Punk is the fourth project in Sarah McCarry’s (of Glossolalia zine) Guillotine chapbook series. This one features a conversation between Mimi Thi Nguyen (Slander, Race Riot) and Golnar Nikpour (former MRR coordinator) on different parts of punk: their personal histories, the notion of punk politics, punk as it is represented in academia & archives, the people in punk who are often dismissed, and more. From the Guillotine website — “Punk is a moving target”: Punk is an unwieldy object of study–because of fictions that circulate as truth, absences in archives and the questionable subject of recovery, and the passage of “minor” details into fields of knowledge. A conversation about the politics of methodology, and historiography, of subculture. 32 pages, letterpressed covers, necessary reading for punks everywhere.
Race Riot #2 / $4 / 7 oz
This zine, the follow up to Evolution of a Race Riot, is a gigantic (118 pages!) comp zine that was first published in 2002 (reprinted & distributed in 2011 with permission of editor Mimi Nguyen). There is so much in here: frustrations over being held up as educator or enemy, conversations with friends who see racial tension as non-existent, the importance of being critical, examinations of language, & more more more. As Mimi says in her intro, “All these pieces were chosen to make you think, to prick you under the skin, to turn the screw, to incite rebellion in your hearts and minds.” This zine also comes with a 32 page project directory which serves as a historical document of many of the zines, comics, films, etc created by people of color in the late 90’s/early 21st century. It’ll be the best four bucks you’ve ever spent.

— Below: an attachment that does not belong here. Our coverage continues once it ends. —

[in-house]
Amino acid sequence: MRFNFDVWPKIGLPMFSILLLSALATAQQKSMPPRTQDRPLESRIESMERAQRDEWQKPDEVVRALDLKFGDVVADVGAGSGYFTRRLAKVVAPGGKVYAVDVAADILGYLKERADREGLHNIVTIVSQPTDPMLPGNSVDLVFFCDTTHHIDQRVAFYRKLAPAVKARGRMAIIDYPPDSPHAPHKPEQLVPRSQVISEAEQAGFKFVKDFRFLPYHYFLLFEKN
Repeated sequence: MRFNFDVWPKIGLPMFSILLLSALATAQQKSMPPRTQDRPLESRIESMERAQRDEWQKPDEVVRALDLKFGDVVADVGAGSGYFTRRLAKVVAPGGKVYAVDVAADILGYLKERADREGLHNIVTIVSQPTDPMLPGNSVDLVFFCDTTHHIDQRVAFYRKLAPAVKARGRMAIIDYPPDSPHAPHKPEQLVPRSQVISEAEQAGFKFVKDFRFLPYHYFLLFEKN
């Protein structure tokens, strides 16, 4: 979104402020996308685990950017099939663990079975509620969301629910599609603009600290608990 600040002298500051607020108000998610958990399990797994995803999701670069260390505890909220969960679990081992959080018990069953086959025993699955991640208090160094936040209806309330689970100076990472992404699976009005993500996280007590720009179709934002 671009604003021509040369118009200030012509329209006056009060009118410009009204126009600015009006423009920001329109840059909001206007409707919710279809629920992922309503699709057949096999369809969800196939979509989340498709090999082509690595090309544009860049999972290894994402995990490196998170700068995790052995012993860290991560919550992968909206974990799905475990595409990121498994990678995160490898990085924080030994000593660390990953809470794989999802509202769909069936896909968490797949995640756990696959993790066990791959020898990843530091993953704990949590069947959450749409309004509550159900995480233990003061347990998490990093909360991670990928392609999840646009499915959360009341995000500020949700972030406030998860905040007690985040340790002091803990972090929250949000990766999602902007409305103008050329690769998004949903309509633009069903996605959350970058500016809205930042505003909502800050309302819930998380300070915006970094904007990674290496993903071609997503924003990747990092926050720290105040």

Roethlisberger Castration Society / temporarily sold out
As a feminist who loves football, Jen (author of the Jen(ny) Ambular zines) is aware of the misogyny that runs rampant in football culture. This zine explores some of the ways that the football community devalues women: the minor repercussions given to players who have been accused of assaulting women (or committing other crimes), or the controversial Tim Tebow pro-life commercial that garnered so much attention from those inside & outside of football. Beyond that, Jen also discusses the many sports teams who still use racist names & imagery. This zine isn’t a total bummer, though – Jen ends it by highlighting different folks inside the NFL who have used their position to create positive change in the larger athletic community. RCS is a great zine for any feminist sports fan, & a reminder to us all to never stop critiquing the things we love.